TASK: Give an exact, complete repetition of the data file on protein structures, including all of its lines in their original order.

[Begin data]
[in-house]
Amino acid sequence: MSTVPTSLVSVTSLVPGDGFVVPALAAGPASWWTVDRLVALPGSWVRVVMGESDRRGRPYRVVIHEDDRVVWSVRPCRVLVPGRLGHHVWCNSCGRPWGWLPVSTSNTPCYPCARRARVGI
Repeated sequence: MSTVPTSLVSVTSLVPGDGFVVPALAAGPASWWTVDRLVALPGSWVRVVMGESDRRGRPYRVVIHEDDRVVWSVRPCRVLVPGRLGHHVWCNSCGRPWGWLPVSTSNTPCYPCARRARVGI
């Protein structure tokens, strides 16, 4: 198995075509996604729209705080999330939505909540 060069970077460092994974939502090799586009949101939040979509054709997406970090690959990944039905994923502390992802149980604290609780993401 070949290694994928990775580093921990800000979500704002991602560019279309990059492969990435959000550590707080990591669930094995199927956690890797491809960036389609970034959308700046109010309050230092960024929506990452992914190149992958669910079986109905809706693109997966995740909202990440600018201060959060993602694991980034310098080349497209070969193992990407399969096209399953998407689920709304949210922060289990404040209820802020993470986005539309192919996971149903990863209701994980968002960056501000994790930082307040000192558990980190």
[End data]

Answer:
[in-house]
Amino acid sequence: MSTVPTSLVSVTSLVPGDGFVVPALAAGPASWWTVDRLVALPGSWVRVVMGESDRRGRPYRVVIHEDDRVVWSVRPCRVLVPGRLGHHVWCNSCGRPWGWLPVSTSNTPCYPCARRARVGI
Repeated sequence: MSTVPTSLVSVTSLVPGDGFVVPALAAGPASWWTVDRLVALPGSWVRVVMGESDRRGRPYRVVIHEDDRVVWSVRPCRVLVPGRLGHHVWCNSCGRPWGWLPVSTSNTPCYPCARRARVGI
């Protein structure tokens, strides 16, 4: 198995075509996604729209705080999330939505909540 060069970077460092994974939502090799586009949101939040979509054709997406970090690959990944039905994923502390992802149980604290609780993401 070949290694994928990775580093921990800000979500704002991602560019279309990059492969990435959000550590707080990591669930094995199927956690890797491809960036389609970034959308700046109010309050230092960024929506990452992914190149992958669910079986109905809706693109997966995740909202990440600018201060959060993602694991980034310098080349497209070969193992990407399969096209399953998407689920709304949210922060289990404040209820802020993470986005539309192919996971149903990863209701994980968002960056501000994790930082307040000192558990980190």